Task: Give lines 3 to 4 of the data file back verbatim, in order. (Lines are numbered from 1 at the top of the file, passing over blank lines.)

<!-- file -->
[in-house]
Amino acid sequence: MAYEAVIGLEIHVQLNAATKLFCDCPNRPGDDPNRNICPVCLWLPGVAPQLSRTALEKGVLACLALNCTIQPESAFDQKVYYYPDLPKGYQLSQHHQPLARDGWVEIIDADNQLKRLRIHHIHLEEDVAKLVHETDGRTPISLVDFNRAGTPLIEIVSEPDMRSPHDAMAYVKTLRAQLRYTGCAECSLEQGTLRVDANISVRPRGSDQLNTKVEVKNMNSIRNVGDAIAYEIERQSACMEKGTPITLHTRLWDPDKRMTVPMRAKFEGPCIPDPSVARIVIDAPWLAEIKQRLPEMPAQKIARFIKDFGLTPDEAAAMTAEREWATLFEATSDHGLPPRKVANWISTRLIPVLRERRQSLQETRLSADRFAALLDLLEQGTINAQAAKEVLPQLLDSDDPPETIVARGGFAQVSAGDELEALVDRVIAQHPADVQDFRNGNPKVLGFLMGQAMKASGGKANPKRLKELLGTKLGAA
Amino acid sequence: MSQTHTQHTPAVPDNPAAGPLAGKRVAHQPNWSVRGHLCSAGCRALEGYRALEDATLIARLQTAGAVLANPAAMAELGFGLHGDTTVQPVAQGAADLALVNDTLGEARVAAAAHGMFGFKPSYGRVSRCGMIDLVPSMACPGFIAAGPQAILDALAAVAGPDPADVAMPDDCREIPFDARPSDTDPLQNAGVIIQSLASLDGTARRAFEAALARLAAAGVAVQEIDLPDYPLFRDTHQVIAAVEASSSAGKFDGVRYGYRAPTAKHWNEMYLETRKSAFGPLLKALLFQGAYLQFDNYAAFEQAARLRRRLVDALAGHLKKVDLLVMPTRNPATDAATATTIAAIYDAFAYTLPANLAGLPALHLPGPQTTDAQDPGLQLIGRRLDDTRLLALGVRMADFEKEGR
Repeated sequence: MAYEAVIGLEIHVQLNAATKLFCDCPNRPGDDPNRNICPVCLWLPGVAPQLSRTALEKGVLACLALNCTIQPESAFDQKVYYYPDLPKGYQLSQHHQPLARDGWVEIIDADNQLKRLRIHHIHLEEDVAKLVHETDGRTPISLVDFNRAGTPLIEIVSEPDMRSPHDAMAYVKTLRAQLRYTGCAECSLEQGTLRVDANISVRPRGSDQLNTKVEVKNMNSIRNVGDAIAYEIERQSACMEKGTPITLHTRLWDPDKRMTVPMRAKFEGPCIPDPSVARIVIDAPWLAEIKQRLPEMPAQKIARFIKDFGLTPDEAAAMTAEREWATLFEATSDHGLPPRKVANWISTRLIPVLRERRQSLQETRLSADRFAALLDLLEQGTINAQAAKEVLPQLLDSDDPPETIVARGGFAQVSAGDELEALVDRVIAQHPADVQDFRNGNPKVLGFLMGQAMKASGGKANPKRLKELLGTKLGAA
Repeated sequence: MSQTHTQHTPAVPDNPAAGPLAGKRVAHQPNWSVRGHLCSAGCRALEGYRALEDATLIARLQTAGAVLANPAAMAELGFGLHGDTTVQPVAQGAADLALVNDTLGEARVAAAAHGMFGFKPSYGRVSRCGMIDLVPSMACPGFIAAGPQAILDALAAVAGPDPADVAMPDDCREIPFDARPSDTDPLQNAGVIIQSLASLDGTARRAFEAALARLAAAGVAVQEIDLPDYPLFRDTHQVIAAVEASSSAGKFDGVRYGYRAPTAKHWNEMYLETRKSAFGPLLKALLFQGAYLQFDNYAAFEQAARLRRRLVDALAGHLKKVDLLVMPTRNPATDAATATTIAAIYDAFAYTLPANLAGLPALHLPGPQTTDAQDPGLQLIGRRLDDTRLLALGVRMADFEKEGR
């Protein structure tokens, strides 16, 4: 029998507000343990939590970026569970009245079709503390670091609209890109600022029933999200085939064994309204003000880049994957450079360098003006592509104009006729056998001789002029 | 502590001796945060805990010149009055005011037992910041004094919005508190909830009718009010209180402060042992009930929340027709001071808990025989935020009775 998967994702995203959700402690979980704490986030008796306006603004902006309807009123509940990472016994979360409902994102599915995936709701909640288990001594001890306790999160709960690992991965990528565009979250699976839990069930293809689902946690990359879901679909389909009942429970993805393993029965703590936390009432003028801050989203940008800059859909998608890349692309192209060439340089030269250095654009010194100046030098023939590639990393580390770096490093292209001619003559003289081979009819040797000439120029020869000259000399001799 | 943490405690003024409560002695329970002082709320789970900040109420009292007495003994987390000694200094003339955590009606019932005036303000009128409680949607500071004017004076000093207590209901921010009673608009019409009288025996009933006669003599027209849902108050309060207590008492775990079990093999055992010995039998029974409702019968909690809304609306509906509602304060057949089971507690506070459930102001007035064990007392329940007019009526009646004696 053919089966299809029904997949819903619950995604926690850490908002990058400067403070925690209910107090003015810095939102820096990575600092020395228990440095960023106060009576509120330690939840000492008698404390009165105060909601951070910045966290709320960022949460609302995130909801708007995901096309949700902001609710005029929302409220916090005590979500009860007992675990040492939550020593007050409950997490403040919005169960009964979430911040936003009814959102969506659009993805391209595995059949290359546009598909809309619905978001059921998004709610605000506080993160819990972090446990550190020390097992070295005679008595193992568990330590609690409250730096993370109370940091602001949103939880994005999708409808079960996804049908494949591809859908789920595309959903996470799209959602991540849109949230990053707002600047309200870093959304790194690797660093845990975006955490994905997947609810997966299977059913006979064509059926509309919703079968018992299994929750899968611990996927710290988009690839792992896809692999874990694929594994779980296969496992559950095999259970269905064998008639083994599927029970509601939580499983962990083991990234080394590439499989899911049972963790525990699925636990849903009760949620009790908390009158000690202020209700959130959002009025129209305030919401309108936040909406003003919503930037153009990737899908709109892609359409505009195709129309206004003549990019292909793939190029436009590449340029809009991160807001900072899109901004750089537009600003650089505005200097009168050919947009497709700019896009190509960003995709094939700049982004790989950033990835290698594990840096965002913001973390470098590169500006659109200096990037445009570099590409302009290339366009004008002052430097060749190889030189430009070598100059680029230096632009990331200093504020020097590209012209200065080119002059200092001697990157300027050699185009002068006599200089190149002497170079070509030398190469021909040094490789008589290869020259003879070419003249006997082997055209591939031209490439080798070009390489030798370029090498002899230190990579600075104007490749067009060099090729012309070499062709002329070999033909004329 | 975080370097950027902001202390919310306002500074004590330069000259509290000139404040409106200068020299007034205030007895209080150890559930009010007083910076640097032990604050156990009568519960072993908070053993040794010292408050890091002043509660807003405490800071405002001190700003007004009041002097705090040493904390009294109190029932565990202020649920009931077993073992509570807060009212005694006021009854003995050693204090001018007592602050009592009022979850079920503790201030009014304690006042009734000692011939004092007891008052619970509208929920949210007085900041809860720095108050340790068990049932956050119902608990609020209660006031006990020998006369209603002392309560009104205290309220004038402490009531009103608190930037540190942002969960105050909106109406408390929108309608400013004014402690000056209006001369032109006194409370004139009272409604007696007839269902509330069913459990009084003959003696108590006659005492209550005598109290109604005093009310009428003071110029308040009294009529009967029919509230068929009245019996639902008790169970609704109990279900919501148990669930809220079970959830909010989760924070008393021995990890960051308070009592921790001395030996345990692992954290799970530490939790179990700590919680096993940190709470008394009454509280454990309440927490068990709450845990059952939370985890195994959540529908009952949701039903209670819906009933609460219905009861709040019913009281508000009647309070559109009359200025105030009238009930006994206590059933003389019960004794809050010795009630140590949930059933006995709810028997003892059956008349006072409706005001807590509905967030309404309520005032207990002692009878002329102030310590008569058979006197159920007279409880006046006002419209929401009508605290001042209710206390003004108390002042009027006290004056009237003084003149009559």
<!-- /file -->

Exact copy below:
Amino acid sequence: MSQTHTQHTPAVPDNPAAGPLAGKRVAHQPNWSVRGHLCSAGCRALEGYRALEDATLIARLQTAGAVLANPAAMAELGFGLHGDTTVQPVAQGAADLALVNDTLGEARVAAAAHGMFGFKPSYGRVSRCGMIDLVPSMACPGFIAAGPQAILDALAAVAGPDPADVAMPDDCREIPFDARPSDTDPLQNAGVIIQSLASLDGTARRAFEAALARLAAAGVAVQEIDLPDYPLFRDTHQVIAAVEASSSAGKFDGVRYGYRAPTAKHWNEMYLETRKSAFGPLLKALLFQGAYLQFDNYAAFEQAARLRRRLVDALAGHLKKVDLLVMPTRNPATDAATATTIAAIYDAFAYTLPANLAGLPALHLPGPQTTDAQDPGLQLIGRRLDDTRLLALGVRMADFEKEGR
Repeated sequence: MAYEAVIGLEIHVQLNAATKLFCDCPNRPGDDPNRNICPVCLWLPGVAPQLSRTALEKGVLACLALNCTIQPESAFDQKVYYYPDLPKGYQLSQHHQPLARDGWVEIIDADNQLKRLRIHHIHLEEDVAKLVHETDGRTPISLVDFNRAGTPLIEIVSEPDMRSPHDAMAYVKTLRAQLRYTGCAECSLEQGTLRVDANISVRPRGSDQLNTKVEVKNMNSIRNVGDAIAYEIERQSACMEKGTPITLHTRLWDPDKRMTVPMRAKFEGPCIPDPSVARIVIDAPWLAEIKQRLPEMPAQKIARFIKDFGLTPDEAAAMTAEREWATLFEATSDHGLPPRKVANWISTRLIPVLRERRQSLQETRLSADRFAALLDLLEQGTINAQAAKEVLPQLLDSDDPPETIVARGGFAQVSAGDELEALVDRVIAQHPADVQDFRNGNPKVLGFLMGQAMKASGGKANPKRLKELLGTKLGAA